The previous version of this package had a different version epoch to the current version but the upstream version did not go "backwards". For example, the previous package version was "1:1.0-1" and the current version is "2:2.0-1".
This was likely an accidental bump or addition of an epoch.
Epochs exist to cope with changes to the upstream version numbering scheme. Whilst they are a powerful tool, increasing or adding an epoch has many downsides including causing issues with versioned dependencies, being misleading to users and being aesthetically unappealing. Whilst they should be avoided, valid reasons to add or increment the epoch include:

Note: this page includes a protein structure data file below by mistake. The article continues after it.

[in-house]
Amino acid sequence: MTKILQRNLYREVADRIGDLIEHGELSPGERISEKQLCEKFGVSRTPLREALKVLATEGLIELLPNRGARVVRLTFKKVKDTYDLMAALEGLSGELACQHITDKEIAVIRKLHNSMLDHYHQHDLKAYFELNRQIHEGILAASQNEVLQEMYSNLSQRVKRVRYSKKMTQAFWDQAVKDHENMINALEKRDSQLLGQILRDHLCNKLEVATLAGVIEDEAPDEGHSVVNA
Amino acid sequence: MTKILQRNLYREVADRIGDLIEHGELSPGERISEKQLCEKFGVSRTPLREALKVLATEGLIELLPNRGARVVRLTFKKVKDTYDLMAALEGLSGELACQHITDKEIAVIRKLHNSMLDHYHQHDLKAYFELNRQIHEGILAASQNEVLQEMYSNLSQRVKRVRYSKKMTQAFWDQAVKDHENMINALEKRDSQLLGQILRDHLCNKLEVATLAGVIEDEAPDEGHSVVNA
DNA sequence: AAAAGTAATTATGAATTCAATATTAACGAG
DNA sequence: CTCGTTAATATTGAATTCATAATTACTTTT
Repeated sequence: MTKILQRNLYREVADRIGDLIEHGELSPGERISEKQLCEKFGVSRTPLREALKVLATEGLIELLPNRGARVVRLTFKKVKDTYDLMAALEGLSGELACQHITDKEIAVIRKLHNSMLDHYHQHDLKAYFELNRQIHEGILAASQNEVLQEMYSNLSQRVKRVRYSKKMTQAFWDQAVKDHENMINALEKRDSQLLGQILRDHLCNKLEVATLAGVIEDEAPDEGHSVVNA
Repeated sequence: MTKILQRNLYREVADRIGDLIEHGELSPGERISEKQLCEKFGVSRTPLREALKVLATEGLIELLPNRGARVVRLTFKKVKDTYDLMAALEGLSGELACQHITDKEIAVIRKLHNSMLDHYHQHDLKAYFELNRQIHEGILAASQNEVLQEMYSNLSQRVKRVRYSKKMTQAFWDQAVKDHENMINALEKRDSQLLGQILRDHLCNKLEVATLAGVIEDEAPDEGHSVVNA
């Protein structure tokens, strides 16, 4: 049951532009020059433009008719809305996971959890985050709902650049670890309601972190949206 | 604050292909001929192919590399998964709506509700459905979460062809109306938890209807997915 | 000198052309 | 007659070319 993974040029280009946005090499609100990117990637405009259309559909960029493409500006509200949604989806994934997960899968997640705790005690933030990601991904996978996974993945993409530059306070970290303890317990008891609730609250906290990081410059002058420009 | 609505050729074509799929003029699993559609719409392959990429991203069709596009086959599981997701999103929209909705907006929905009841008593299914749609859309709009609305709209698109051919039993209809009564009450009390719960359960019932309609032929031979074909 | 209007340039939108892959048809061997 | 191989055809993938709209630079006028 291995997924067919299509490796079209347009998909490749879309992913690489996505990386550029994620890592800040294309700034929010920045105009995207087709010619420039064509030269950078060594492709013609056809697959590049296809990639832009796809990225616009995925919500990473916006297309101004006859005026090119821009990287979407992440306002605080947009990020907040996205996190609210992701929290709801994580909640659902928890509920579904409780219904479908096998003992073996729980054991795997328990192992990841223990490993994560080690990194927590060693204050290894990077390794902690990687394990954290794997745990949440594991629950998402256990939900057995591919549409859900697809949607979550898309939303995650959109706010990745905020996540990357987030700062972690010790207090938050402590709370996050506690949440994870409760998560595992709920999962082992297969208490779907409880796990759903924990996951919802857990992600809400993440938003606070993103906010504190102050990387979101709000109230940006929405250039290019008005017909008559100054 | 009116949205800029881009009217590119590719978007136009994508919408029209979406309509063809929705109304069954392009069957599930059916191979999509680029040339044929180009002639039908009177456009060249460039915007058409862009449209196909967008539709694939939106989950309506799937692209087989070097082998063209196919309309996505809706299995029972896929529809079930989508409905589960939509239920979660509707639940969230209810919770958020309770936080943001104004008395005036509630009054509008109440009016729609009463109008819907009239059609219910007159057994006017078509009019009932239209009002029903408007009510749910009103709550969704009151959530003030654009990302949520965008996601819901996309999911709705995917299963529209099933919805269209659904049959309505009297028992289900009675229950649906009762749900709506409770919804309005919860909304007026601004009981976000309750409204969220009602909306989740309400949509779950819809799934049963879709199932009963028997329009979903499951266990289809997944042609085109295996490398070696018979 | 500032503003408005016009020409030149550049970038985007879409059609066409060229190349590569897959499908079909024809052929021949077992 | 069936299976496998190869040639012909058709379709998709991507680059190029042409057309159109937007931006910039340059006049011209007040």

- Upstream changed their versioning scheme in a way that makes the latest version lower than the previous one.
- You need to permanently revert to a lower upstream version.
Temporary revertions (eg. after an NMU) should use not modify or
introduce an epoch - please use the
you can upload the latest version again.
If you are unsure whether you need to increase the epoch for a package, please consult the debian-devel mailing list.
The tag is present in Lintian version
That is the most recent version we know about.
We use semantic versions.
The patch number is a commit step indicator relative to the
release tag in our Git
You can find the detection logic for this version at commit fac7222. For merge requests, please use the latest version in the Lintian check debian/changelog.